As we experienced last year with Andrew De Zen’s You Were Always An Island trilogy of tonally connected videos, the layered ambient soundscapes of Alaskan Tapes naturally lend themselves to rich cinematic interpretation. Case in point is the Toronto-based composer’s achingly beautiful collaboration with Meredith Hama-Brown, And, We Disappear. Shot on a mix of textured black & white and colour 35mm stock, Hama-Brown’s short follows a woman through the beginning stages of her afterlife as she comes to realise the journey she must undertake to the hereafter. DN invited the Brooklyn-based writer/director to share how lighting played a pivotal role in conveying the shifting tones of this entrancing film.

When coming up with the initial concept for this film, I really just kept listening to Alaskan Tapes’ tracks on his new album Views From Sixteen Stories over and over again. His music is so atmospheric and great that it was easy to come up with a lot of different ideas.

The idea we ended up going with follows a woman through the initial stages of her death. To me, the story takes place in the very moments where she hasn’t passed on yet but is in a phase between life and the afterlife. It is the transition into whatever comes next. A surreal light guides the woman, beckoning her through her small town. She follows it instinctively, unable to fight against its influence on her, and is eventually drawn to a tiny island in the middle of the ocean. Here she encounters an infant, who is herself as a baby.

Although I am not religious in any way, and this story doesn’t represent my beliefs, I was fascinated by the idea of a soul needing to complete some unknown task as it leaves the body. I was very compelled by the idea of a woman needing to take her eldest and youngest self, as a unit, into the afterlife. What I wanted to capture in this film was the feeling that she experiences during this journey; a feeling of being in a space that is both familiar yet unfamiliar, dream-like and yet still real to her.

My inspirations for this were quite varied. My main references that I kept coming back to (either for tone, story, framing, lighting, etc.) were Andrei Tarkovsky, Lynne Ramsay’s short film Swimmer, Andrea Arnold’s film Wuthering Heights, Gregory Crewdson, Ingmar Bergman and also just a lot of black and white 1940s films.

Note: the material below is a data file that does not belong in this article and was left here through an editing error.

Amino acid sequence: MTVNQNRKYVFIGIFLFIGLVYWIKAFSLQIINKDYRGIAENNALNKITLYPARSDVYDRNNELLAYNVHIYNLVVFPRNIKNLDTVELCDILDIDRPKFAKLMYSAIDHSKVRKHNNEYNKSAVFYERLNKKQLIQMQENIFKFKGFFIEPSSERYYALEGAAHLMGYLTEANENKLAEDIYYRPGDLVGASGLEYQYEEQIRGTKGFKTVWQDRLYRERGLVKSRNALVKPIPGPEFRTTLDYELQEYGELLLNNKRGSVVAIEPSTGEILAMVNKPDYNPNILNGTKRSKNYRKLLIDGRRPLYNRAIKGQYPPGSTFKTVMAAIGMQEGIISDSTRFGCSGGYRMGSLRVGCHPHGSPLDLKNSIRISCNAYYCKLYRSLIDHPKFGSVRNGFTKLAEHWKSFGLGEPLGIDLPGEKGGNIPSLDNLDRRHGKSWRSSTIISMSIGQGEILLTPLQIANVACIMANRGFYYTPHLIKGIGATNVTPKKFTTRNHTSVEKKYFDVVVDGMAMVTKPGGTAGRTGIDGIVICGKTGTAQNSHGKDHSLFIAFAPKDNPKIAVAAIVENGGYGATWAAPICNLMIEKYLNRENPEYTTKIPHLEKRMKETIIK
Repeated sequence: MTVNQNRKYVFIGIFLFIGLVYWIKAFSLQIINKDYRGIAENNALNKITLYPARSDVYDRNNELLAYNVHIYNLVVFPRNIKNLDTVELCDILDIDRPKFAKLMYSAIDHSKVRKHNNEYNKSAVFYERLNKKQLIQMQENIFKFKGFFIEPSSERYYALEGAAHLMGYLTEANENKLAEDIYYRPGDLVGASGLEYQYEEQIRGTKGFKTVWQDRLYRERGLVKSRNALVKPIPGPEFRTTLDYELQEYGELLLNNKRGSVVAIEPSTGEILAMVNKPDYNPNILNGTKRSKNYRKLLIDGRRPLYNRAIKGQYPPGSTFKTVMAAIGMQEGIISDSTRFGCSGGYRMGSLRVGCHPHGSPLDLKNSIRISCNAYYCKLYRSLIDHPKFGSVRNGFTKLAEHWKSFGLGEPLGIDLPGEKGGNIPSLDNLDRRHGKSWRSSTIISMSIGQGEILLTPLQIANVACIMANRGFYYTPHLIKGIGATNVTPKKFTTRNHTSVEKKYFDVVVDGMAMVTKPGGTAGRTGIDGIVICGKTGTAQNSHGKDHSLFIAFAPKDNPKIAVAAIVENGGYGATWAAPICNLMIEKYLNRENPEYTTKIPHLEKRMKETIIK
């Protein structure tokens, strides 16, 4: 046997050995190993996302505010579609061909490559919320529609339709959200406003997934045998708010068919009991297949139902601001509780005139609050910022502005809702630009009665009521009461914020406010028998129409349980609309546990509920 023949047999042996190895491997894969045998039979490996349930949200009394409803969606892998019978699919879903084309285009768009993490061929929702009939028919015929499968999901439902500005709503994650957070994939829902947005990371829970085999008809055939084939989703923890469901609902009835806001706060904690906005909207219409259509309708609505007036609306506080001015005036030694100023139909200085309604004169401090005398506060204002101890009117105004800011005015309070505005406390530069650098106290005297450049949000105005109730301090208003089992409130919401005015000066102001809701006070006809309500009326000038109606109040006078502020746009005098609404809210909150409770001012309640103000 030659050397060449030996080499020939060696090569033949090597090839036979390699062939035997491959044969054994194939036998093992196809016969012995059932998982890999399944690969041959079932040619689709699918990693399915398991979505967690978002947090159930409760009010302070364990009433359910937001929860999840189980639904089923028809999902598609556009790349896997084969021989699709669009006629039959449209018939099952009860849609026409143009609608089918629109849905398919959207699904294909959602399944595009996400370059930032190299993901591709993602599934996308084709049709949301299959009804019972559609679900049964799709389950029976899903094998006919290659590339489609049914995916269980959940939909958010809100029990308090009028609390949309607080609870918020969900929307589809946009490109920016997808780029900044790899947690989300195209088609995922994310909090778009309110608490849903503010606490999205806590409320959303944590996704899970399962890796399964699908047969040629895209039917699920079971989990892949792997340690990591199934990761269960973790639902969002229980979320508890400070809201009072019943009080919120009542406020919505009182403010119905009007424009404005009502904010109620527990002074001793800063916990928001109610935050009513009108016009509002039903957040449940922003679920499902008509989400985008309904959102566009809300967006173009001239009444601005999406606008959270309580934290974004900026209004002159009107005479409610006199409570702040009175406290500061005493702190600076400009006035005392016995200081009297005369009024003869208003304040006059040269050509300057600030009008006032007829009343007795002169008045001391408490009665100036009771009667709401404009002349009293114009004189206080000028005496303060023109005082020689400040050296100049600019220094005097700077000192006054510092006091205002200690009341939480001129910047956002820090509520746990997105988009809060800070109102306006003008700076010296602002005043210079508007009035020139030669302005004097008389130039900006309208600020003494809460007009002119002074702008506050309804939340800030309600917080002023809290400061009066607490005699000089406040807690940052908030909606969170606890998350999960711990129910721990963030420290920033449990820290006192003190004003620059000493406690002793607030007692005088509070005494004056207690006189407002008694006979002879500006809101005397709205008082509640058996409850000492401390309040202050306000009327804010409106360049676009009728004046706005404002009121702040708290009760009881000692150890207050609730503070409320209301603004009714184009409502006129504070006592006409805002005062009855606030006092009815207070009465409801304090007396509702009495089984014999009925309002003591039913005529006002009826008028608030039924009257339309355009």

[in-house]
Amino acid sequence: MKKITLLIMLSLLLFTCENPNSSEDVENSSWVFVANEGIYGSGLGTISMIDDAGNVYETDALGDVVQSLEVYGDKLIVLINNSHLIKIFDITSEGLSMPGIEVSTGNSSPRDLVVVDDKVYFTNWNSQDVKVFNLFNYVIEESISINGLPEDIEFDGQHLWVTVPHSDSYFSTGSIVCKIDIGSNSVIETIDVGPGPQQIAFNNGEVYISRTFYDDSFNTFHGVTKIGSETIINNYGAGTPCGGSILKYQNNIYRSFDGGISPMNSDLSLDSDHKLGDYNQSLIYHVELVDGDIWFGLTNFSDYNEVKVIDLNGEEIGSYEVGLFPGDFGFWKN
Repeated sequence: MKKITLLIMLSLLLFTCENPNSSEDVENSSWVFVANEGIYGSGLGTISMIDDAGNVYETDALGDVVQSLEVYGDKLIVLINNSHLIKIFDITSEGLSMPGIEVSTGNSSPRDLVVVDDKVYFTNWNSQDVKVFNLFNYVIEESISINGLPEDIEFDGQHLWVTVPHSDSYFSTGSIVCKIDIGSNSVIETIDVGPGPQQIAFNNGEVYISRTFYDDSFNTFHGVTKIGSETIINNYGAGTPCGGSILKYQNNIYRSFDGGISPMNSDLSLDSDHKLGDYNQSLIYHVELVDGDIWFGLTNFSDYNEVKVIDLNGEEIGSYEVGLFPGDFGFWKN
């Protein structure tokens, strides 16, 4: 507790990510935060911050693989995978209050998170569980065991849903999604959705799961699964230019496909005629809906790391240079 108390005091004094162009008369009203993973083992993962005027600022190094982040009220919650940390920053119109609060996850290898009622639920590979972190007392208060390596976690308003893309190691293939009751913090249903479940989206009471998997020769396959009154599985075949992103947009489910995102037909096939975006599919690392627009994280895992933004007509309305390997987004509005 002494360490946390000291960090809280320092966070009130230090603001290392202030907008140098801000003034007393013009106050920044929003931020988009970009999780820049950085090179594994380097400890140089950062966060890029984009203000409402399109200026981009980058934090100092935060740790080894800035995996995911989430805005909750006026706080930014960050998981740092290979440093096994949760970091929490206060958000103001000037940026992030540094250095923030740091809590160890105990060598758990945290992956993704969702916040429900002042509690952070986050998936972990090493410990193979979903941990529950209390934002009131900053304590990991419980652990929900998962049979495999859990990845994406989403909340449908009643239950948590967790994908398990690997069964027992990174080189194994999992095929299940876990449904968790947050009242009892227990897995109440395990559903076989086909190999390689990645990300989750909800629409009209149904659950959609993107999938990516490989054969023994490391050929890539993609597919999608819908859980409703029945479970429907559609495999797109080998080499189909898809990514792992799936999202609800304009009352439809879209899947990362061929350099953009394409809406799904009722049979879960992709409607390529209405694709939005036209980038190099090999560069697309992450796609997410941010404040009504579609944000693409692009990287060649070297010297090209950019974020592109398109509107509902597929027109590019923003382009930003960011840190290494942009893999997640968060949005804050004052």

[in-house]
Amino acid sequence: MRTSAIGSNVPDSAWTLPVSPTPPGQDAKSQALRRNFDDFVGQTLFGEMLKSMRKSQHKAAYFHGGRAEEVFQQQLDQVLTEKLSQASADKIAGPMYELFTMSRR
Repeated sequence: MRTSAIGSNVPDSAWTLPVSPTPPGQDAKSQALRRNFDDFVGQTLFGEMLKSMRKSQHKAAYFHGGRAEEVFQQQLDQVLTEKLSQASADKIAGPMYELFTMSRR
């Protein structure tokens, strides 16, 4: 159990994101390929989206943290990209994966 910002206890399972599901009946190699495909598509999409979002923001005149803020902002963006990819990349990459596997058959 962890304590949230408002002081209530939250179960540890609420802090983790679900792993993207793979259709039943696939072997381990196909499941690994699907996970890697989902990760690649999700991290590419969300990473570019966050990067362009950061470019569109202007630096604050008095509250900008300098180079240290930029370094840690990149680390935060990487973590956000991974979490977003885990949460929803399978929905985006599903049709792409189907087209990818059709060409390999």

Something that my Director of Photography Norm Li, csc and I talked at length about in pre-production was the tone of the film. We really wanted to capture the feeling that the woman experiences. The first half of the film is her processing the feeling that she is somewhere she knows extremely well and yet something indefinable feels off. We also talked a lot about how to create the feeling of her being pulled somewhere.

His music is so atmospheric and great that it was easy to come up with a lot of different ideas.

Having some sort of lighting effect to show both of these goals was always part of the idea, but a lot of time was spent refining it. It was hard to envision the type of light that I wanted as I really wanted it to be something I hadn’t seen often. Norm spent lots of time testing and researching various ways to create this effect and we were thrilled to discover the technique we used. Given that this is quite a visual piece and because of the subject matter, we knew that we wanted to shoot on film. We ended up shooting on the Arri 235 camera (4-perf/35mm film) in black and white and also color stock.

Because the film was shot out of town, we brought the smallest crew that we could and were so fortunate that a lot of our best friends came out. My mom and step-dad did a lot of the hosting so it was really a special shoot to have so many people I care about come to help us. The whole process from my first discussion with my key producer Madeleine Davis to our final delivery took about three and a half months.

I have a narrative project that will be coming out to film festivals in the next few months hopefully called Cosmic. It follows two people in later adulthood as they try to force a connection that isn’t really there. It looks at themes of loneliness, ageing and the female experience. I also have been chatting with Alaskan Tapes about another music video. We had such a great working relationship that it would be amazing to collaborate again. But that might be in several months if it happens as we are just seeking funding now.

And, We Disappear is one of the many great projects shared with the Directors Notes Programmers through our submissions process. If you’d like to join them submit your film.

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